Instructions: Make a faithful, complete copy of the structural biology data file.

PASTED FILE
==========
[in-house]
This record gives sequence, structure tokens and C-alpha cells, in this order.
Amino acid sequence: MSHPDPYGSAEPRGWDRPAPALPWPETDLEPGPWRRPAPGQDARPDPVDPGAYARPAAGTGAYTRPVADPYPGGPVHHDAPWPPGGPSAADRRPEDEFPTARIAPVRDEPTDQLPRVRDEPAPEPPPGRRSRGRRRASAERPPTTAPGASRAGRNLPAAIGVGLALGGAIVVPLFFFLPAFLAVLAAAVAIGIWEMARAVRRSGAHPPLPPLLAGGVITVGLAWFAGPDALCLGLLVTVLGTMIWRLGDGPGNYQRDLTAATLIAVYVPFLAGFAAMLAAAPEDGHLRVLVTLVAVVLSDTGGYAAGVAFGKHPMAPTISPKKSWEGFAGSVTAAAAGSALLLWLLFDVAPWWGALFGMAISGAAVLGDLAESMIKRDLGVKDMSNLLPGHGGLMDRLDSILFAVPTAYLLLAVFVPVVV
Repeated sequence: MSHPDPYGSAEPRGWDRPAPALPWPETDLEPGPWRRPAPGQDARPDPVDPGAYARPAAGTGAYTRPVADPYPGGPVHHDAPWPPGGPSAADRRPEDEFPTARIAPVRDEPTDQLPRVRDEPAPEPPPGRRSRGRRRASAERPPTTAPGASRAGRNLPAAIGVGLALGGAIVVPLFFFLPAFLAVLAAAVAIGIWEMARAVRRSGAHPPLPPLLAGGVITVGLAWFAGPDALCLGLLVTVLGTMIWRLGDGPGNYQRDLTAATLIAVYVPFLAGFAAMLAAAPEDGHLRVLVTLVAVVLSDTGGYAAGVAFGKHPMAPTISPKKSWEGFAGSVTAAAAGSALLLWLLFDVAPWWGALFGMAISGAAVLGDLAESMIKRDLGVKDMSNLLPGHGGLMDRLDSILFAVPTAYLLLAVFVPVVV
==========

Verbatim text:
[in-house]
This record gives sequence, structure tokens and C-alpha cells, in this order.
Amino acid sequence: MSHPDPYGSAEPRGWDRPAPALPWPETDLEPGPWRRPAPGQDARPDPVDPGAYARPAAGTGAYTRPVADPYPGGPVHHDAPWPPGGPSAADRRPEDEFPTARIAPVRDEPTDQLPRVRDEPAPEPPPGRRSRGRRRASAERPPTTAPGASRAGRNLPAAIGVGLALGGAIVVPLFFFLPAFLAVLAAAVAIGIWEMARAVRRSGAHPPLPPLLAGGVITVGLAWFAGPDALCLGLLVTVLGTMIWRLGDGPGNYQRDLTAATLIAVYVPFLAGFAAMLAAAPEDGHLRVLVTLVAVVLSDTGGYAAGVAFGKHPMAPTISPKKSWEGFAGSVTAAAAGSALLLWLLFDVAPWWGALFGMAISGAAVLGDLAESMIKRDLGVKDMSNLLPGHGGLMDRLDSILFAVPTAYLLLAVFVPVVV
Repeated sequence: MSHPDPYGSAEPRGWDRPAPALPWPETDLEPGPWRRPAPGQDARPDPVDPGAYARPAAGTGAYTRPVADPYPGGPVHHDAPWPPGGPSAADRRPEDEFPTARIAPVRDEPTDQLPRVRDEPAPEPPPGRRSRGRRRASAERPPTTAPGASRAGRNLPAAIGVGLALGGAIVVPLFFFLPAFLAVLAAAVAIGIWEMARAVRRSGAHPPLPPLLAGGVITVGLAWFAGPDALCLGLLVTVLGTMIWRLGDGPGNYQRDLTAATLIAVYVPFLAGFAAMLAAAPEDGHLRVLVTLVAVVLSDTGGYAAGVAFGKHPMAPTISPKKSWEGFAGSVTAAAAGSALLLWLLFDVAPWWGALFGMAISGAAVLGDLAESMIKRDLGVKDMSNLLPGHGGLMDRLDSILFAVPTAYLLLAVFVPVVV